For example, the speed of an entire computer system depends on the time it takes for a hard drive head to reach steady state and read data; passenger comfort depends in part on the suspension system of a car and the number of oscillations it goes through after hitting a bump.
Evaluation of Tp
Tp is found by differentiating c(t) in Eq. (4.28) and finding the first zero crossing after t = 0.
Evaluation of %OS.
From Figure 4.14 the percent overshoot, %OS, is given by:
Evaluation of Ts
In order to find the settling time, we must find the time for which c(t) in Eq. (4.28) reaches and stays within ₎±2% of the steady-state value, C final.
Evaluation of Tr
A precise analytical relationship between rise time and damping ratio cannot be found. However, using a computer and Eq. (4.28), the rise time can be found. Let us look at an example.
We now have expressions that relate peak time, percent overshoot, and settling time to the natural frequency and the damping ratio. Now let us relate these quantities to the location of the poles that generate these characteristics. The pole plot for a general, underdamped second-order system is reproduced in Figure 4.17.
Now, comparing Eqs. (4.34) and (4.42) with the pole location, we evaluate peak time and settling time in terms of the pole location. Thus:
where is the imaginary part of the pole and is called the damped frequency of oscillation, and is the magnitude of the real part of the pole and is the exponential damping frequency part.
At this point, we can understand the significance of Figure 4.18 by examining the actual step response of comparative systems. Depicted in Figure 4.19(a) are the step responses as the poles are moved in a vertical direction, keeping the real part the same. As the poles move in a vertical direction, the frequency increases, but the envelope remains the same since the real part of the pole is not changing.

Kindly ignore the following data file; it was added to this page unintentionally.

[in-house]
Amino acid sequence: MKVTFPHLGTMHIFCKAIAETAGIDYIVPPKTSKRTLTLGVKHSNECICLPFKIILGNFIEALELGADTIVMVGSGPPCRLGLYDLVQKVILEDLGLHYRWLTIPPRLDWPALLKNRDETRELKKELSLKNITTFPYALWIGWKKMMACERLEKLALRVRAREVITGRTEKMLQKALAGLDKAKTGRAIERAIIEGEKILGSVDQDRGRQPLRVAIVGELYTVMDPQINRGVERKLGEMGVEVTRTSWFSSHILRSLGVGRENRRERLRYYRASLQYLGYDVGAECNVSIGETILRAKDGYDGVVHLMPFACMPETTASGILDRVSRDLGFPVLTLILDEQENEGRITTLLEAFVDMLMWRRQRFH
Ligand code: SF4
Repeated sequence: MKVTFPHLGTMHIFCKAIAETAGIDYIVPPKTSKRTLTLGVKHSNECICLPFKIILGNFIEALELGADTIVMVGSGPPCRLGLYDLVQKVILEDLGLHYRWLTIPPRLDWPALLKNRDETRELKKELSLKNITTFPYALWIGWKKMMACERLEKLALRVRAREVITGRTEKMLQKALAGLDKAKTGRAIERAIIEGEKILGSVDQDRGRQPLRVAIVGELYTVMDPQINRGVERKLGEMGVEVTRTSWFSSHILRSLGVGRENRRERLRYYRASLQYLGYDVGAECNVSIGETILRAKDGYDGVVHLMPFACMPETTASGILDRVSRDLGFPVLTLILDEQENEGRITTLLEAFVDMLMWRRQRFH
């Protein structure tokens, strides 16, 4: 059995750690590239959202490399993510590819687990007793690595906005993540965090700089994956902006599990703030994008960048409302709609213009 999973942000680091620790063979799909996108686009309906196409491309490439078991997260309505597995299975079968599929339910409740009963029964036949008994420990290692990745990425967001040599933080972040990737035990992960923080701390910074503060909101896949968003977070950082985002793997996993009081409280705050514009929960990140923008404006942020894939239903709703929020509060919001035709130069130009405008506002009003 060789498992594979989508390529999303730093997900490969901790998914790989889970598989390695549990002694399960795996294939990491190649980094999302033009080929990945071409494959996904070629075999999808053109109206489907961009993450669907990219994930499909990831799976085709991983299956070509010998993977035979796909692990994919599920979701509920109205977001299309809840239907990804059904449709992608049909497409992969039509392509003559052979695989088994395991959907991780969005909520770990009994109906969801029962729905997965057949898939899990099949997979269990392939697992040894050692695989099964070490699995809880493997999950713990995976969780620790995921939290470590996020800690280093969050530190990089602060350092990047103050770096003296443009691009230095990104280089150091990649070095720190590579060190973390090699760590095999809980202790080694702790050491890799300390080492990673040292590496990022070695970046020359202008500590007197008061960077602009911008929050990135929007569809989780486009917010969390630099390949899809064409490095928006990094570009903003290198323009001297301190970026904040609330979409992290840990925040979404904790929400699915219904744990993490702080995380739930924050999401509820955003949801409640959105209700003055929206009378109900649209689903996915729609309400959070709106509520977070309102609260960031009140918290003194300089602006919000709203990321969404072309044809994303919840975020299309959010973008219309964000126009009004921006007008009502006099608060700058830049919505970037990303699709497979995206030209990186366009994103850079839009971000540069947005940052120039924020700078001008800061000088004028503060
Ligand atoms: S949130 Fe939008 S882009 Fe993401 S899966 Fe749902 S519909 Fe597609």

Let us move the poles to the right or left. Since the imaginary part is now constant, movement of the poles yields the responses of Figure 4.19(b). Here the frequency is constant over the range of variation of the real part. As the poles move to the left, the response damps out more rapidly.
Moving the poles along a constant radial line yields the responses shown in Figure 4.19(c). Here the percent overshoot remains the same. Notice also that the responses look exactly alike, except for their speed. The farther the poles are from the origin, the more rapid the response.
Literature Review by: Larry Francis Obando – Technical Specialist
Escuela de Ingeniería Eléctrica de la Universidad Central de Venezuela, Caracas.
Escuela de Ingeniería Electrónica de la Universidad Simón Bolívar, Valle de Sartenejas.
Escuela de Turismo de la Universidad Simón Bolívar, Núcleo Litoral.
Contact: Ecuador (Quito, Guayaquil, Cuenca)